A new standard for hazardous-use land-mobile radios is expected to be effective as early as this summer, allowing two-way vendors to continue manufacturing existing devices and to develop new product lines for use in the most hazardous environments, according to an official with FM Approvals.

Final approval of the new standard — one that also is being considered by ANSI — will allow LMR manufacturers to continue to develop products with similar performance characteristics to those already in use, said Bob Martell, electrical director for FM Approvals. Many LMR vendors were worried that private radio networks would have to redesigned, because a new intrinsic-safety standard — known as FM 3610 — that became effective on Jan. 1 effectively would force the reduction of power levels in radios, which would impact performance.

But one of the key features of the proposed new standard — FM 3640, which is designed specifically for the LMR industry — is that it will have “minimum impact” on radio performance in comparison with existing LMR products, Martell said.

“We have a draft FM Approvals standard for land mobile radios for use in a Class 1, Division 1 hazardous location — it’s the same classification as the radios that are approved for LMR today,” Martell said. “If all goes well, we’re hoping to have the standard published by the end of the summer.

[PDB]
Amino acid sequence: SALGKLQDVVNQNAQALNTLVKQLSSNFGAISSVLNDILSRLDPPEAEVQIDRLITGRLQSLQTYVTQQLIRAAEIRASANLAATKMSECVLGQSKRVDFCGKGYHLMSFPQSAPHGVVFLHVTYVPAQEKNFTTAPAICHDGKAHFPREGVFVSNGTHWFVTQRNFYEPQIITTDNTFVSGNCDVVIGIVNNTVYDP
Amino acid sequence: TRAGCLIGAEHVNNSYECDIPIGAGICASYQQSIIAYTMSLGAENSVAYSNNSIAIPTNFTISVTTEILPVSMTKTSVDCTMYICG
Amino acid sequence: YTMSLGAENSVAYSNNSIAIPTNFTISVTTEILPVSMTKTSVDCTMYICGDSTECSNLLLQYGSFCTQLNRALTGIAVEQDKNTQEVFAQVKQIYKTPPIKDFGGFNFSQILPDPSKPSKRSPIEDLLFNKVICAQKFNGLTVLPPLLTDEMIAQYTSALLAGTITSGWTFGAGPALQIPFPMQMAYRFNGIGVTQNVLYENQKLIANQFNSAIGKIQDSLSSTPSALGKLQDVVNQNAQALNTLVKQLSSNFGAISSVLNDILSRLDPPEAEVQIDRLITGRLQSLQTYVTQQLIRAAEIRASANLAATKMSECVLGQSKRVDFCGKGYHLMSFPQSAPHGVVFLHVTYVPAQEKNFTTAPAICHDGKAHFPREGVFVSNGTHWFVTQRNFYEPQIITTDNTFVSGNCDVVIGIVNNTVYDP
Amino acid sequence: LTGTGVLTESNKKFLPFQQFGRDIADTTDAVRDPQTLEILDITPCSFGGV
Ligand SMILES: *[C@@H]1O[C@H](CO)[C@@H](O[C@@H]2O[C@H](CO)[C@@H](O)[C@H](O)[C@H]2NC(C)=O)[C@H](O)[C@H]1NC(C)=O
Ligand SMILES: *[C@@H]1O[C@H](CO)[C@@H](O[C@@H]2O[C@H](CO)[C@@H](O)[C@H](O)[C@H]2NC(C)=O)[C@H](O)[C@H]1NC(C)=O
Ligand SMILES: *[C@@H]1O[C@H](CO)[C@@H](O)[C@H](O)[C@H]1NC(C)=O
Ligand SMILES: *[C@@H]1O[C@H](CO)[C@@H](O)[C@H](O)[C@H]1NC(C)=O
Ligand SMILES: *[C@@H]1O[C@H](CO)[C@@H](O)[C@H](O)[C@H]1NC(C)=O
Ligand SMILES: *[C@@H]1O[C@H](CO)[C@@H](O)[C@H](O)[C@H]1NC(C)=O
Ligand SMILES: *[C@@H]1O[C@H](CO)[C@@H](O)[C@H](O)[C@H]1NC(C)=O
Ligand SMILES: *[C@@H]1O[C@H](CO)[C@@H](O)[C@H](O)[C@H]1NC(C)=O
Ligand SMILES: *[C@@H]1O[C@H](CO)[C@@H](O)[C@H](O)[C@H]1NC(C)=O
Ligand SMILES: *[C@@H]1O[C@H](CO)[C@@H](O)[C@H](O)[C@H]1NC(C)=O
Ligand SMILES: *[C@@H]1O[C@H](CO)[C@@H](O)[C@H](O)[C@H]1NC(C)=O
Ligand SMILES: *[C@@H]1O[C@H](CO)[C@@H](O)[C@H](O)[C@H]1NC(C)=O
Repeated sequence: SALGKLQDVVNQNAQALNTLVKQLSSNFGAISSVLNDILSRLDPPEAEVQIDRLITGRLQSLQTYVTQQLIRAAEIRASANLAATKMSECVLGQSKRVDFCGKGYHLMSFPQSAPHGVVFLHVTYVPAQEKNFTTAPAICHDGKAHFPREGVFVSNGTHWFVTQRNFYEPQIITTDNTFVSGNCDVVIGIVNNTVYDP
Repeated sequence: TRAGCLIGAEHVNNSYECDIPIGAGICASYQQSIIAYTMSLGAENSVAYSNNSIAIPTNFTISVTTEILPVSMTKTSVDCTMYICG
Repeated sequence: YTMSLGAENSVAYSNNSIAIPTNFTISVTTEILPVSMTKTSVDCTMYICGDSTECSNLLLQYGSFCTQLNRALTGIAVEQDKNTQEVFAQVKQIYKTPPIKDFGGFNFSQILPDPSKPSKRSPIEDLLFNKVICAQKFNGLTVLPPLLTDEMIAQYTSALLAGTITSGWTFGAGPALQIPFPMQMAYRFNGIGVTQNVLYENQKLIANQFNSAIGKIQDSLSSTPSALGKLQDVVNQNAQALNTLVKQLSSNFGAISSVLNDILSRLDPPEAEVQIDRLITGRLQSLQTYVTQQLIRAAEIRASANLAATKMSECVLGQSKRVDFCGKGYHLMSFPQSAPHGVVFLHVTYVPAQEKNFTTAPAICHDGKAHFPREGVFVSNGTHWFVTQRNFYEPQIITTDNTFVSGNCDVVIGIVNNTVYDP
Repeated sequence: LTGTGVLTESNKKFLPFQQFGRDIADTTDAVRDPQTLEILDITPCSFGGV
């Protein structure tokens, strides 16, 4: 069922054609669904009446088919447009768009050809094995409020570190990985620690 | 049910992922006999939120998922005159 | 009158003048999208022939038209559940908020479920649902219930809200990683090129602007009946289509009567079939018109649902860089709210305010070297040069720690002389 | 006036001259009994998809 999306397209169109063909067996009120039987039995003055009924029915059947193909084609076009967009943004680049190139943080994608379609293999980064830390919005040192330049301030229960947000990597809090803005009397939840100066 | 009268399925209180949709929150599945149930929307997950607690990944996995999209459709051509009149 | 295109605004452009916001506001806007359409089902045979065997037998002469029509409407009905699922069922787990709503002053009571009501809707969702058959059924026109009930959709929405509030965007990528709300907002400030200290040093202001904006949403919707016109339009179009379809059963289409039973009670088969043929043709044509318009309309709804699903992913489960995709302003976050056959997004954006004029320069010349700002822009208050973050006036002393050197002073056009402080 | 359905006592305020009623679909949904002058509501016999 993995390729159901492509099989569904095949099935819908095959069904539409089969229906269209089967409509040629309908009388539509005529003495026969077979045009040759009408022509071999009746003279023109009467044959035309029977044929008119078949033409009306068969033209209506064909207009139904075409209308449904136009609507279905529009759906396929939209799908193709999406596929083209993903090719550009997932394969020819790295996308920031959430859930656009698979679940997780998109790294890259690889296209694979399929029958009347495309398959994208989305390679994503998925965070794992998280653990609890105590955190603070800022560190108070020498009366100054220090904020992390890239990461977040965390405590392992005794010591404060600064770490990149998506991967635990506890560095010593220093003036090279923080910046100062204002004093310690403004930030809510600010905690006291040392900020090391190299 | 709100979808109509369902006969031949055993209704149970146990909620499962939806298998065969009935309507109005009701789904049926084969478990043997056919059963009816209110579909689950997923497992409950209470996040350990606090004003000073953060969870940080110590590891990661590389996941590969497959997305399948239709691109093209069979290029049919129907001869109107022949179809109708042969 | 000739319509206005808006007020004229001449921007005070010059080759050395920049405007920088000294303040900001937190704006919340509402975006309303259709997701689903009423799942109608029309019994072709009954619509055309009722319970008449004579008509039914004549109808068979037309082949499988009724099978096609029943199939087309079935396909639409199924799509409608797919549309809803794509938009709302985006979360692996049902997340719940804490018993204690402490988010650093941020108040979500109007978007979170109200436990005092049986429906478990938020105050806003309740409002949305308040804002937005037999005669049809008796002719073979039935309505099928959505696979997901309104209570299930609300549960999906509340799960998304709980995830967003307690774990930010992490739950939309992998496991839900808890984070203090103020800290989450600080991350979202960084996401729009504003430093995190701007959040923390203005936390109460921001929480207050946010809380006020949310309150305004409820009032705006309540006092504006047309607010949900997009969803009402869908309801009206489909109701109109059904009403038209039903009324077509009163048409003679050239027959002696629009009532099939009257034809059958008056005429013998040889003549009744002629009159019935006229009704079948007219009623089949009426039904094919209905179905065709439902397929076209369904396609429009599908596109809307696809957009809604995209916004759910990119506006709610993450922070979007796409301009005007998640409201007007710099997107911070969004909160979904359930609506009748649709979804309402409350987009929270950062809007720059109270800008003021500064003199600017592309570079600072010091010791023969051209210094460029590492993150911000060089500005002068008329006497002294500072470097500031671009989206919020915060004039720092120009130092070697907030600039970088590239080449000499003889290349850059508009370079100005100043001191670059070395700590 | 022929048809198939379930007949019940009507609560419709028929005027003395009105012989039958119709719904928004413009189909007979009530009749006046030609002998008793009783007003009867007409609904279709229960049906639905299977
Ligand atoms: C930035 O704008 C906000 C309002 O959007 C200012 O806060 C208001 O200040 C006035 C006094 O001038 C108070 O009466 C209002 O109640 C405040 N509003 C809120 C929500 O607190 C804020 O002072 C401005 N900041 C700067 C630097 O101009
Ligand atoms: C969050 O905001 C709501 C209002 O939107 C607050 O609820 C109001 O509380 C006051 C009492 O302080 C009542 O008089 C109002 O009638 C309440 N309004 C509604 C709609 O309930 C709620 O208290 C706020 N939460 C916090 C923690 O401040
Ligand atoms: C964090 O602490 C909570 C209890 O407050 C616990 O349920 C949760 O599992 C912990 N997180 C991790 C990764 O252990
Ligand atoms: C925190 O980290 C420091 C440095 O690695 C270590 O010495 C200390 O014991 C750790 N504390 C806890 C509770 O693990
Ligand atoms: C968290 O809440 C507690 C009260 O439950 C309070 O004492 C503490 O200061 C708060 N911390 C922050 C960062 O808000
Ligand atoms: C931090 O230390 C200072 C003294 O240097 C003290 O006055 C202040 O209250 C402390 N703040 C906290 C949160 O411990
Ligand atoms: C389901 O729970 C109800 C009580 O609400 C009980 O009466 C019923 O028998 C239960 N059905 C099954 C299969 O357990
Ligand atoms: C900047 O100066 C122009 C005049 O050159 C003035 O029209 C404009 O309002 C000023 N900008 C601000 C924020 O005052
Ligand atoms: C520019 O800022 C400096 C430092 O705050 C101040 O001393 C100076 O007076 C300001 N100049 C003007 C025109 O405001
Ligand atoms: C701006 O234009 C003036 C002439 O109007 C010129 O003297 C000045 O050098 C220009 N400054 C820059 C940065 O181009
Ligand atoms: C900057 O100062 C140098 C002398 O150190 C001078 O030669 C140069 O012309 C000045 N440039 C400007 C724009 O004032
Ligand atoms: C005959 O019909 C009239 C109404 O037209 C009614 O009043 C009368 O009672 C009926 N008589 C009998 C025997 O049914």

“It’s a new standard, so the standard could be effective immediately, which means a manufacturer could come into us the day after the standard is published and request approvals to that standard.”

While FM 3640 is not an intrinsic-safety standard — the recently effective FM 3610 remains the intrinsic-safety standard for the industry — it is designed to ensure that users of radios built to comply with the standard can use the equipment safely in even the most hazardous environments, known as Class 1, Division 1 hazardous (classified) locations, Martell said.

“What we’re trying to do is explain to people that there’s many ways to design a radio for use Class 1, Division 1 hazardous locations,” he said. “Intrinsic safety is just one of many concepts. 3640 defines a number of options that can be used by the radio manufacturer in designing a radio for Class 1, Division 1, and this is what they like.”

Martell said there may need to be an “education process” within the LMR community, which traditionally has equated intrinsic safety with the ability to use devices safely in Class 1, Division 1 locations — an important feature for all first responders, particularly those in the fire service.

“What would be nice is to try to get people to stop thinking about that phrase ‘intrinsically safe radios,’” Martell said. “The focus should be on a radio for use in a Class 1, Division 1 location.

“It’s almost like separating the technical issues and technical needs from the marketing that has got people believing something that they might not technically need. We don’t want to tell an end user what they need, but I think it’s an education process where they’re comfortable that this radio can still be used in the same hazardous areas as the ones they’ve been used to for the past century.”

Related stories: